Should I get a polorizing filter?

Discussion in 'Digital Discussion & Q&A' started by hotrocks, Jan 12, 2008.

  1. hotrocks

    hotrocks TPF Noob!

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    So I have a FujiFilm Finepix S7000...I took a lot of pictures in Israel and a lot of them have the sky in it, and I notcied that I could use a polarizing filter..the thing is that my camera isnt a DSLR.....its close to one tho.....so I'm not sure how/which kind of filter i need and if it would work.....
     
  2. RKW3

    RKW3 TPF Noob!

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    Find out the mm of your lens, then get a polarizer that fits those mm.

    And yes, polarizers are worth it if you plan on taking a lot of outdoor shots.
     
  3. hotrocks

    hotrocks TPF Noob!

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    well since my camera isnt a dslr it needs an adapter thats like 30$....and its a 55mm...so i can get a polarizing filter for like 15-20$? right?


    also..what about wide angle/ teleconverters......would you suggest those
     
  4. peterbj7

    peterbj7 TPF Noob!

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    Whatever it costs, it'll transform land/seascapes. Skies will look better than you've ever seen. I quite often shoot with a compact through polarising sunglasses, not perfect but the best I can do as there's no way of fitting a filter.

    My DSLR has a polarising filter permanently attached.
     
  5. airgunr

    airgunr TPF Noob!

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    Polarizing filters will remove reflected light from windows, water, etc. It will not do that with metal reflections. It will also intensify the blues in the sky.

    It's effectivness will depend upon the angel of the sun to your subject. 90 degrees is the most effective.

    The best way to select a filter is to find the mm size of your largest lens and get it in that size. Mine is 77mm so I got that size.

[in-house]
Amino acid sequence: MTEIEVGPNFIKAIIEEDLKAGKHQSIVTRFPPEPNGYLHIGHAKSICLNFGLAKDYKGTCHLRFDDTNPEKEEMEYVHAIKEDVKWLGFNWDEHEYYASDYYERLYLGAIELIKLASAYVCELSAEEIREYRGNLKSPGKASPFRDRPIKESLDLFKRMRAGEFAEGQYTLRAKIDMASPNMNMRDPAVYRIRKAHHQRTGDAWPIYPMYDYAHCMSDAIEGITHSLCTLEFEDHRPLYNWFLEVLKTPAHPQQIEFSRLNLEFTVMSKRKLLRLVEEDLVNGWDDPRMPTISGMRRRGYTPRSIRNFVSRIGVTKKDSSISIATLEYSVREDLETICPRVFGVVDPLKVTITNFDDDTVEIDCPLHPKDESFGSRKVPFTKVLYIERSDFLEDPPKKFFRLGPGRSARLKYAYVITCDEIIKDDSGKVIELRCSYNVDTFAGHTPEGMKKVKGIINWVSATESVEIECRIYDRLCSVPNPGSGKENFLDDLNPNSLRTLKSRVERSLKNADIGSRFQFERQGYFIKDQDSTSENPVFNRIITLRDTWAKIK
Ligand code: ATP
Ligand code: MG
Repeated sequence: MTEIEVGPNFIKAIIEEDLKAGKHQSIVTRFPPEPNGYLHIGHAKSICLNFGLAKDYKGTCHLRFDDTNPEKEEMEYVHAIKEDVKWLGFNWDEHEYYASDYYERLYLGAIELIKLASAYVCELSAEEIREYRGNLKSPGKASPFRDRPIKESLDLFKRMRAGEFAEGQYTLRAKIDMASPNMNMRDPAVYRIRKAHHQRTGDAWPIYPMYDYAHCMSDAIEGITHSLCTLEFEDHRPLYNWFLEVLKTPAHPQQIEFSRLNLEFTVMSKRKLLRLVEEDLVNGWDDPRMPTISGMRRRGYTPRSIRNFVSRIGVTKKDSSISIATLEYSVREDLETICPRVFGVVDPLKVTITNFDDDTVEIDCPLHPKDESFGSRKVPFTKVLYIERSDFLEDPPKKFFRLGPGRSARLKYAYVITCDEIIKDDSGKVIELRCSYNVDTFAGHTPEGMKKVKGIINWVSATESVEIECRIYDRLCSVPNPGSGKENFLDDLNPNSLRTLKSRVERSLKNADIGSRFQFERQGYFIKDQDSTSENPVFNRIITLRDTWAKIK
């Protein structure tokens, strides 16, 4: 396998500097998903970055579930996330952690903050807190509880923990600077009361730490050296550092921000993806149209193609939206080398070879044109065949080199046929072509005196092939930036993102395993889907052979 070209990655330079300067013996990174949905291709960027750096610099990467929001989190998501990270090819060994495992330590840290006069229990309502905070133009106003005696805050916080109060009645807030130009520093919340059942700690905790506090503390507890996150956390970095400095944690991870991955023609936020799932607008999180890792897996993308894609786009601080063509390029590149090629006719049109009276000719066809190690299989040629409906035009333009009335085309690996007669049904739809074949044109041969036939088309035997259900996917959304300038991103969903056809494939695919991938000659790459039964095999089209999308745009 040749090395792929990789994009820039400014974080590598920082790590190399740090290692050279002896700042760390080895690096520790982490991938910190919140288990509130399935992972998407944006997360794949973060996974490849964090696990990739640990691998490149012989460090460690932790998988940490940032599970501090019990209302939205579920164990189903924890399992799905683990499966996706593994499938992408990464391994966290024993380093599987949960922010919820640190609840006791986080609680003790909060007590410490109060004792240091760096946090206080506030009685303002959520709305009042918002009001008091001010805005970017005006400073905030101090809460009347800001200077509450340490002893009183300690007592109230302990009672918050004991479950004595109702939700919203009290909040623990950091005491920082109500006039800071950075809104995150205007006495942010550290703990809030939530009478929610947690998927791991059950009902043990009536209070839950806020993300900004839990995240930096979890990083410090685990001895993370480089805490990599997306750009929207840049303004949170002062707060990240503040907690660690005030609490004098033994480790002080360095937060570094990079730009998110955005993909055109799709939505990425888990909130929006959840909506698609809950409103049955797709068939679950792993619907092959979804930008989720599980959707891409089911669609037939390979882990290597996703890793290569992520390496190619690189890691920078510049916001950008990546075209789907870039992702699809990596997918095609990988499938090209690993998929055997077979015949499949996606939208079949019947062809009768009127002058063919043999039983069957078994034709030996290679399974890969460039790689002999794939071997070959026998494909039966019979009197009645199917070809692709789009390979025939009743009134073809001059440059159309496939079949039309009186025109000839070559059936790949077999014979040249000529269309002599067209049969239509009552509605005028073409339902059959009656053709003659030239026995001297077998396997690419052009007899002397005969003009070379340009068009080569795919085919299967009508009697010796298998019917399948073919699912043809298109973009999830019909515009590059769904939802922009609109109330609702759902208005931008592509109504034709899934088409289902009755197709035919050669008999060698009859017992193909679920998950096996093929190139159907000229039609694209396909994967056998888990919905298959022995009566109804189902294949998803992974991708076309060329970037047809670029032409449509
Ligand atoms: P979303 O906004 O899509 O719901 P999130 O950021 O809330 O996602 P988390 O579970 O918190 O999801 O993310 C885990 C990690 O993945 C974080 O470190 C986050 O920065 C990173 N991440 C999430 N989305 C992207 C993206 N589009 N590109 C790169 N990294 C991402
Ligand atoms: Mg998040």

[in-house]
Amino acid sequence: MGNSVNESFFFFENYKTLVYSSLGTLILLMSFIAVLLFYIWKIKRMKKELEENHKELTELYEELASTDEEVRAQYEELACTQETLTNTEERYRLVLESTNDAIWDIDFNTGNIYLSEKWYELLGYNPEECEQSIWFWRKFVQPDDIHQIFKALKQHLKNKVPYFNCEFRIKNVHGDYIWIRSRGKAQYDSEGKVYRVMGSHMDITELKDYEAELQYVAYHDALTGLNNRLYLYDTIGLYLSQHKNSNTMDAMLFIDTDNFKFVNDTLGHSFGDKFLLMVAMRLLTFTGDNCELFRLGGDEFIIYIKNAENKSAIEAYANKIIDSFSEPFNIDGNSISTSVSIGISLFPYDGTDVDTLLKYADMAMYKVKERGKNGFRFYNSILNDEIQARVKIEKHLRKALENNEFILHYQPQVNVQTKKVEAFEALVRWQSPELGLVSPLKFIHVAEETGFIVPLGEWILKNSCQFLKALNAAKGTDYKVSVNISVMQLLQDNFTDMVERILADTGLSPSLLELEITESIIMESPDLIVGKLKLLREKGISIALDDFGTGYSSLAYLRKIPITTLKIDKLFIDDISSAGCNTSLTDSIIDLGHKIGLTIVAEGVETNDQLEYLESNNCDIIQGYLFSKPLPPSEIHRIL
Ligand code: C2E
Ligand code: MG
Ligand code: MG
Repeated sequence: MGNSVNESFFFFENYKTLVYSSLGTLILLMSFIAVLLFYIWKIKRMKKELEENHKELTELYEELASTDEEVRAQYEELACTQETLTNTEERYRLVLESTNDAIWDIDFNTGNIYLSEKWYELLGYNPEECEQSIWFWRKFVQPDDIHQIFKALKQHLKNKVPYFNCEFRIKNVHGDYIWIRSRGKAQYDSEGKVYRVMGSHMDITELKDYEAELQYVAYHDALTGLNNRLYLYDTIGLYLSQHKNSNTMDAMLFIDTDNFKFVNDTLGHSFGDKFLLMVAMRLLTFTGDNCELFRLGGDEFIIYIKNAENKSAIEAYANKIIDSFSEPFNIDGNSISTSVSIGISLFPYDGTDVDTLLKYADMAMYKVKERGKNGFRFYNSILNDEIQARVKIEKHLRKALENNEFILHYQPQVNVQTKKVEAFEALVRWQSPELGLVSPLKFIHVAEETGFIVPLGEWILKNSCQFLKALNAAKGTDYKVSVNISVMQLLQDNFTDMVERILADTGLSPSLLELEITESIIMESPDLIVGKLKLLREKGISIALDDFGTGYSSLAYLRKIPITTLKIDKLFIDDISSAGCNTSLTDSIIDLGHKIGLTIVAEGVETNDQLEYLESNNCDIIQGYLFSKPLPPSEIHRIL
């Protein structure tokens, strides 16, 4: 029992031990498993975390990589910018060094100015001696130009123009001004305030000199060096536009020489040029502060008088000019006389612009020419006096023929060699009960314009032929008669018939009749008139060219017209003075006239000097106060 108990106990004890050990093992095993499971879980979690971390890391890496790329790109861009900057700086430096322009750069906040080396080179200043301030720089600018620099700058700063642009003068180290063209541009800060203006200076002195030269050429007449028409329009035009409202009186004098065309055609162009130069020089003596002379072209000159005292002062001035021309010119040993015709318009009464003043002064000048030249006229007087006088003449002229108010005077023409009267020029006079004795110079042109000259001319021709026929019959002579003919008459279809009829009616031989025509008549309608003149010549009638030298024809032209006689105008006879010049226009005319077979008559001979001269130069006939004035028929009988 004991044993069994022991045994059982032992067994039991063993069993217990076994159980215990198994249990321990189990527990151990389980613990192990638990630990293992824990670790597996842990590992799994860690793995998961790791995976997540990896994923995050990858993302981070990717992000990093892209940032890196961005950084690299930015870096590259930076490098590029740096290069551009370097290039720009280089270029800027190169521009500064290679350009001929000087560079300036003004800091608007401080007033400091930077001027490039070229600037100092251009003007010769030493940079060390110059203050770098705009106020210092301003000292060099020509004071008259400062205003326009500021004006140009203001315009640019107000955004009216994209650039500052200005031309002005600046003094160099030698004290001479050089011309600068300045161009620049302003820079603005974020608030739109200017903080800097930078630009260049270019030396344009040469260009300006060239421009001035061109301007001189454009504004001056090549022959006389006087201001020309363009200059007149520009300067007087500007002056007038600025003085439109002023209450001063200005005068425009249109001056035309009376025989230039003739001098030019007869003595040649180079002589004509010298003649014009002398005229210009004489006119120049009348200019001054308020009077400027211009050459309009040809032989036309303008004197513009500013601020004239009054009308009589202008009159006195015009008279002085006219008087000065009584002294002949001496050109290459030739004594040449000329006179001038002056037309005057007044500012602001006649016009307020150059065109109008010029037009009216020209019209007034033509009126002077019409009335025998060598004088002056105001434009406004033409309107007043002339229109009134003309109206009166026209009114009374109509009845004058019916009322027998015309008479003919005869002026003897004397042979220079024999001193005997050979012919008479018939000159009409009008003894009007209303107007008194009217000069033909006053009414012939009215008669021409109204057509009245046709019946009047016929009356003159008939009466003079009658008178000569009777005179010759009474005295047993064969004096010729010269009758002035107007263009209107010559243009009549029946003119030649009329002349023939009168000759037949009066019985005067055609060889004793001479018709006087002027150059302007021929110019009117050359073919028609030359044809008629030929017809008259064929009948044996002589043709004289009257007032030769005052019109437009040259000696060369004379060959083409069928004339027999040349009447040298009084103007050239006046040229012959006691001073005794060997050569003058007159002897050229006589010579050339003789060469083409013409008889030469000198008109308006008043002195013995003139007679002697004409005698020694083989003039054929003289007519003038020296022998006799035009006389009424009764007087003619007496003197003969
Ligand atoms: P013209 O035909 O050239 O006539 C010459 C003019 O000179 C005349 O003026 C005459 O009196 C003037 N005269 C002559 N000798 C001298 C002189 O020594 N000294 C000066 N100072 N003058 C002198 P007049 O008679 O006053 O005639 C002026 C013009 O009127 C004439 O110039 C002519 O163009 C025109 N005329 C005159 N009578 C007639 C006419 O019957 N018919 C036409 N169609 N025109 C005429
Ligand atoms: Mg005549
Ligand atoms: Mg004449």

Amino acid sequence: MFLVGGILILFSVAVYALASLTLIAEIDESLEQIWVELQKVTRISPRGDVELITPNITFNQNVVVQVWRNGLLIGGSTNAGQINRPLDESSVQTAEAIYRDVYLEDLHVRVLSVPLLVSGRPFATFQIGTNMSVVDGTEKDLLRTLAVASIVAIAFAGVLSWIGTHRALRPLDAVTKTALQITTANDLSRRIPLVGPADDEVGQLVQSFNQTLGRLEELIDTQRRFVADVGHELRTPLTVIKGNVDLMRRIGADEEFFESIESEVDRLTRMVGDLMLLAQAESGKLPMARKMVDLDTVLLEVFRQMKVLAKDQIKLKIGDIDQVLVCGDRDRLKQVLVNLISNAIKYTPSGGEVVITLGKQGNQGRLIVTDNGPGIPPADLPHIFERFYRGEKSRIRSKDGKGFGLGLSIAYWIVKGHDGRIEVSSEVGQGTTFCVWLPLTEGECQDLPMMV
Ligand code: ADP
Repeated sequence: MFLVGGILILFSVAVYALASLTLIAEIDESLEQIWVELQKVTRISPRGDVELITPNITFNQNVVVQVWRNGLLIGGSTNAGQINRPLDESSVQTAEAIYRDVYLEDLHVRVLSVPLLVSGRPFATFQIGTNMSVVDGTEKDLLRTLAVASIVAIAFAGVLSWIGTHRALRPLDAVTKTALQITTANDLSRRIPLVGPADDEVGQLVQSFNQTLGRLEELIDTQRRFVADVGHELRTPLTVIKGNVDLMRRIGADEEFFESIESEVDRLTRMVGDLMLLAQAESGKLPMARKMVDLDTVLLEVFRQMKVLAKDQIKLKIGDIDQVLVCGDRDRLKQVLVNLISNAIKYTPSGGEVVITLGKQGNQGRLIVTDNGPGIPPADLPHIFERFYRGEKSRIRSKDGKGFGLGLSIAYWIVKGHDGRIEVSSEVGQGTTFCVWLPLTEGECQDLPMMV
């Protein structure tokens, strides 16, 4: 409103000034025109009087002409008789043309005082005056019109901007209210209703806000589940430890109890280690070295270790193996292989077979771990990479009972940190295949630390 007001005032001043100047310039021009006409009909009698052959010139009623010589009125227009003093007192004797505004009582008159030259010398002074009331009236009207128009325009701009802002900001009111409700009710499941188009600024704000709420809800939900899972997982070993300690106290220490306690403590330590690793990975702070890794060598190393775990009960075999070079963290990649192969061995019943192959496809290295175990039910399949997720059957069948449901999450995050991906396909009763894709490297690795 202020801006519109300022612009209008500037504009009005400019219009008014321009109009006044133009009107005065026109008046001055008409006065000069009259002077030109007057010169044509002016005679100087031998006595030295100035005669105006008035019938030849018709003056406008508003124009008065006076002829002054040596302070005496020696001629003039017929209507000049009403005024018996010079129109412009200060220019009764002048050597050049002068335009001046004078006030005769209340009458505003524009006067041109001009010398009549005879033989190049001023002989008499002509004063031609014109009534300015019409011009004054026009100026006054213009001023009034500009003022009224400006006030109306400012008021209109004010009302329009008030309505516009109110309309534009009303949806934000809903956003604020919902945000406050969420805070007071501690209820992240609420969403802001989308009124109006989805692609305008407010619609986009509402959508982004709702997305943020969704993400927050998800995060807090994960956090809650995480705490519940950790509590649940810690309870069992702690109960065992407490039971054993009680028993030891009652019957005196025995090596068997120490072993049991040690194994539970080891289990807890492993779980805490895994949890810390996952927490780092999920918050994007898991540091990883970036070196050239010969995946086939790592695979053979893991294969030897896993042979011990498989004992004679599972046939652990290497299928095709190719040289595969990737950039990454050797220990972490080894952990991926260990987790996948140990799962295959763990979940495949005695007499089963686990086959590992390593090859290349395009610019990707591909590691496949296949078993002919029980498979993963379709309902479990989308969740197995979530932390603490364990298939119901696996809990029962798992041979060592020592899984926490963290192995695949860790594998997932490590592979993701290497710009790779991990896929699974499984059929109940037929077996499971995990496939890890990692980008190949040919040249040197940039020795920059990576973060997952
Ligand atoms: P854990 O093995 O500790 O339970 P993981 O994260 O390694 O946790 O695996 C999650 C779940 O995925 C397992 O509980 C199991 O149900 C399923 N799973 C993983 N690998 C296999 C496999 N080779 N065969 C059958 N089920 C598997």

For smaller lenses you can get step-up rings so it will fit the filter. This is a good idea for any other filter as well.

    I would not buy the cheapest one you can get. You will regret it and in the end buy a better one anyway. Buy the best you can afford. B&W, LEE, Singh Ray, etc.

    IMHO, the polarizer is the first and main filter you should get. Make sure it is a "Circular" polarizer.

    PS - I just realized that you don't have a DSLR so the size issue is moot. Just get it in the size for your camera.
     
  6. jbhinojosa

    jbhinojosa TPF Noob!

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    I just got a nikon D80 and now i need polarizer filter. I'm not sure if a circular CPL polarizer filter would be right for it or a linear.

    Any suggestions?
     
  7. skieur

    skieur TPF Noob!

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    Circular for all uses.

    skieur
     
  8. MichaelT

    MichaelT TPF Noob!

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    When you look through the viewfinder, isn't the image you see the same as what is coming through the lens? As long as it is, you can adjust the filter for the correct orientation. If not, you have a problem using a polarizer.
     
  9. jedithebomber

    jedithebomber TPF Noob!

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    I would suggest taking the money you would spend on adapters and filters and putting it aside for an eventual upgrade to DSLR. However if you expect to keep this camera for a long time, you may find the various attachments worthwhile.
     
  10. kidchill

    kidchill TPF Noob!

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    Don't waste your time with a linear filter!! Even if you have a TTL vue...use a circular and it won't matter!! Do a search on popphoto.com about filters. It'll tell you why you need it and how it works....CHRiS
     
  11. Tennessee Landscape

    Tennessee Landscape TPF Noob!

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    I bought UV filters for both my lenses, and polorized filters....I leave the UV's on all the time,...ALL the time to protect to coating on the lenses. They're glass too....they don't sctratch....I think these are the two most important filters to have....
     
  12. runnin9z

    runnin9z TPF Noob!

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    Yes for the types of pictures you are talking about a circular polerizer would have been very useful, i love mine.
     

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